INJURY compensation claims have cost Waltham Forest council tax payers nearly half a million pounds over the past five years, the Guardian can reveal.

Dodgy pavements were responsible for most of the £424,167 given to successful claimants, including the biggest payment of £23,500 for one accident alone.

Other bumper payouts included £21,634 for slipping on a manhole cover and £17,000 for a trip on a controlled crossing.

The figures were released under the Freedom of Information Act and detail the kinds of injuries which led to successful claims but not how they happened.

The council’s legal department has received 609 claims since 2003 and paid up on 130 of them.

As well as tripping on pavements, people were injured in bus accidents and in one case by wire placed by council workers around a tree.

Several of the injuries happened in Walthamstow Market and others in parks, schools and council buildings.

It is increasingly easy to make personal injury claims as growing numbers of companies take on such cases on a “no win no fee basis.”

However, the council has managed to reduce the amount of money paid out for injuries in five years and have started replacing paving stones with tarmac to reduce accidents.

In 2003, 57 claims were successful, costing taxpayers £211,00, whereas in 2006 the amount was £66,346.

So far only two claims have succeeded in 2007/8 but the full damage will not be known for some time as many claims are still in process.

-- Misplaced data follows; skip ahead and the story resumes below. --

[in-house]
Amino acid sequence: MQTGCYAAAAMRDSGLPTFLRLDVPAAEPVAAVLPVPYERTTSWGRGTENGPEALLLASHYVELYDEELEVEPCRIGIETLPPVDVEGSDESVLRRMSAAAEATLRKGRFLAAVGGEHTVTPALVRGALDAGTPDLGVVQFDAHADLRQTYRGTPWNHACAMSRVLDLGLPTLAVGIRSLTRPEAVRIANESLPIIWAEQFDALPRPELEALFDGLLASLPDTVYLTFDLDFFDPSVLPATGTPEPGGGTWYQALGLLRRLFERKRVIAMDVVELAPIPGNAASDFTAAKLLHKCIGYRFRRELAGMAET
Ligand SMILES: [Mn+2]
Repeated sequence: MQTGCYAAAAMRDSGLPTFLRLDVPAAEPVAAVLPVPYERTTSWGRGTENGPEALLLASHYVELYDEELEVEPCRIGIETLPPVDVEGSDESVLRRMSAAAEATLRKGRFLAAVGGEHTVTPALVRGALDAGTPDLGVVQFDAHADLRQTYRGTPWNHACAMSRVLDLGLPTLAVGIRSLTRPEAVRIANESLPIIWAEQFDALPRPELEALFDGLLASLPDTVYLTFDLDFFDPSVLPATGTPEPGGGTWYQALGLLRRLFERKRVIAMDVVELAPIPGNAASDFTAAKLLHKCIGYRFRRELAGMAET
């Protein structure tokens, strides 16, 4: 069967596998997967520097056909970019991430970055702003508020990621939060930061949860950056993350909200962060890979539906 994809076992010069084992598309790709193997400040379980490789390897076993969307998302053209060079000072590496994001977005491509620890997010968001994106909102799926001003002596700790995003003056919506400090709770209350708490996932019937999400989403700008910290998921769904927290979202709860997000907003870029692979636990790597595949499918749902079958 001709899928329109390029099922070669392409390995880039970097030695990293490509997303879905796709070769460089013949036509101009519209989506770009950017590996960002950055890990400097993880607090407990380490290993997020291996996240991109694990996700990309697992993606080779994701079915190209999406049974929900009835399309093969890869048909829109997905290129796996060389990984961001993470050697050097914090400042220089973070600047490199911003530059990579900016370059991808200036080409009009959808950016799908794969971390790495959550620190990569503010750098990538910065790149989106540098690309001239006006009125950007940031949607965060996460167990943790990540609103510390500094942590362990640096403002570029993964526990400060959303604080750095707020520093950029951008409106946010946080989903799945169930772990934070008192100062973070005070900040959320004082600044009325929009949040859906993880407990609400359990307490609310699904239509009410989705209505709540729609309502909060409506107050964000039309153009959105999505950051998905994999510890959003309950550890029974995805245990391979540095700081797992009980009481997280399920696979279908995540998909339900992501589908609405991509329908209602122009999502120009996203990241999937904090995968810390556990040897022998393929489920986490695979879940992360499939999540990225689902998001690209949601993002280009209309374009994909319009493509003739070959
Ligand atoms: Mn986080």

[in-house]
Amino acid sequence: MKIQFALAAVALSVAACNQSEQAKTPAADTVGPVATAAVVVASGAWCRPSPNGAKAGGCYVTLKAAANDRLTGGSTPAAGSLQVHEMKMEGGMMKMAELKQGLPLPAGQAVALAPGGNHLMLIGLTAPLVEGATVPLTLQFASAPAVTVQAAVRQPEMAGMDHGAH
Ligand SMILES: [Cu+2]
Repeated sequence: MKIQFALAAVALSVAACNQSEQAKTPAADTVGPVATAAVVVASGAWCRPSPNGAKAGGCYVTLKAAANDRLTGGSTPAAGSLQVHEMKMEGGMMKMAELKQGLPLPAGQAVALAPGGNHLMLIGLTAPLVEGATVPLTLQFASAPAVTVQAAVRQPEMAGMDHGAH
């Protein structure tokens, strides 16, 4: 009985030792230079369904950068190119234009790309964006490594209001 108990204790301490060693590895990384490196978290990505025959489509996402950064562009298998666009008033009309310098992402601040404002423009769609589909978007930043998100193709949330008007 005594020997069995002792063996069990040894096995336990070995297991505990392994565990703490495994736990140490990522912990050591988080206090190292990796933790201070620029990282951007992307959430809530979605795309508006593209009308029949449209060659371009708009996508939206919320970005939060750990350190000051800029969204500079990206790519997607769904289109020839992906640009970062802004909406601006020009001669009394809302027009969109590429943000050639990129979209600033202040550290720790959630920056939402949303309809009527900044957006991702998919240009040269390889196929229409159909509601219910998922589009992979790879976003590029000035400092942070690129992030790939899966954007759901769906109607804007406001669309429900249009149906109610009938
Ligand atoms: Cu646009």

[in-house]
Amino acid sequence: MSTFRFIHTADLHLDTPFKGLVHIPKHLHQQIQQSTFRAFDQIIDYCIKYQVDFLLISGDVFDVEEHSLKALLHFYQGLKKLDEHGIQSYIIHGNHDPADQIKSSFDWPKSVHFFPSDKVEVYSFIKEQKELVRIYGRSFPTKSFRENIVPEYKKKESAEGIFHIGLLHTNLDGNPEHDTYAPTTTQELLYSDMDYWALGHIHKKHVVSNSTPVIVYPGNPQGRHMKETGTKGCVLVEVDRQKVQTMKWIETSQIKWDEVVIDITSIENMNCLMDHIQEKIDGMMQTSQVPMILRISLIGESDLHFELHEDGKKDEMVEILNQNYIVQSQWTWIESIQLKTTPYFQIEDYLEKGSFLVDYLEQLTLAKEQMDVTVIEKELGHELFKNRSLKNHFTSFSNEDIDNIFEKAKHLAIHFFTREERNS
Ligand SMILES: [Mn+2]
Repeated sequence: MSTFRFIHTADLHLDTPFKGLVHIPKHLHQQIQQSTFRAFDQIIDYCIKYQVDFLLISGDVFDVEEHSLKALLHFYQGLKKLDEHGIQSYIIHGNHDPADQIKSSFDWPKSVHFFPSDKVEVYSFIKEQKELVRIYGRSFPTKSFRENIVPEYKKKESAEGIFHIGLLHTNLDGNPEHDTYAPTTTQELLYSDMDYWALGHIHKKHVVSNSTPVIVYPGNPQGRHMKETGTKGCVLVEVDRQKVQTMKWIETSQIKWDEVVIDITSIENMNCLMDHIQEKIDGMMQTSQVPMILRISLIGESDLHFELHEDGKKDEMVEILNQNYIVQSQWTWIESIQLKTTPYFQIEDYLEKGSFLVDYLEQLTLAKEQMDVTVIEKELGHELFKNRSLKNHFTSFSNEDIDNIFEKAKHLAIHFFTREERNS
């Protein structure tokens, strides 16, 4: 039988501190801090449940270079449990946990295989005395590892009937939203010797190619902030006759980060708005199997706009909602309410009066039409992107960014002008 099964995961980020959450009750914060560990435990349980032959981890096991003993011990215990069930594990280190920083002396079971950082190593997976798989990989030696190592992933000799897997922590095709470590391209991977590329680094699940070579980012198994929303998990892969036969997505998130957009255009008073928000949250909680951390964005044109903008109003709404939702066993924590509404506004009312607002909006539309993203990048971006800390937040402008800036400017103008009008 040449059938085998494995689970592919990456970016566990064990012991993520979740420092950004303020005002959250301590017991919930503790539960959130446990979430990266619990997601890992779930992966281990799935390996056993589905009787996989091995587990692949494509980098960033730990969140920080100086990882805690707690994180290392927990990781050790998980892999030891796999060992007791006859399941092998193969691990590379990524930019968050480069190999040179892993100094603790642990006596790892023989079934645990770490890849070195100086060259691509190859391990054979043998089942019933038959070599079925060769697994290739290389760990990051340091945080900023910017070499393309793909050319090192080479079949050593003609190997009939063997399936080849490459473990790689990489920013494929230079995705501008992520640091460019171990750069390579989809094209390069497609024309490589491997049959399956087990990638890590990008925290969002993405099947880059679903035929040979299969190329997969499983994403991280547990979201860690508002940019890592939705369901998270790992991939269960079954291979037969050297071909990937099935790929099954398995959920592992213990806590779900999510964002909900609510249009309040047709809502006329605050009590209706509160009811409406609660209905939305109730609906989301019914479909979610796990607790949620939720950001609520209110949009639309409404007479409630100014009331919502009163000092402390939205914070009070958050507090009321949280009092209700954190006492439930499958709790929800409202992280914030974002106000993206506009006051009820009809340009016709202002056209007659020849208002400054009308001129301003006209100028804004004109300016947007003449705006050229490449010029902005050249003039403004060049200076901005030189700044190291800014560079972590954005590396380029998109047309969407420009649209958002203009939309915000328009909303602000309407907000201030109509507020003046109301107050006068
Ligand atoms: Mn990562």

Despite all this, not enough is being done, according to the leader of the opposition, Cllr Matt Davis.

He said an extra £15million lump summ plus a further £5m a year for a number of years, was needed to bring the borough’s roads and pavements up to scratch.

Cllr Davis said: “Finding £15m would be difficult but we could find the extra five million.

"The current administration wastes huge amounts of money on insane pieces of political correctness or social engineering instead of things that really matter.”

But he added there was nothing a change in administration could do to stop “have a go Herberts” trying their luck, and it was usually cheaper for the council to pay up than go to court.

Cllr Keith Rayner, cabinet member for finance, Risk and Governance, said: “In law, personal injury claims can be instigated up to three years after the incident.

“Obviously, these claims can then take similar lengths of time to proceed through the courts, depending on how complex the claim is.”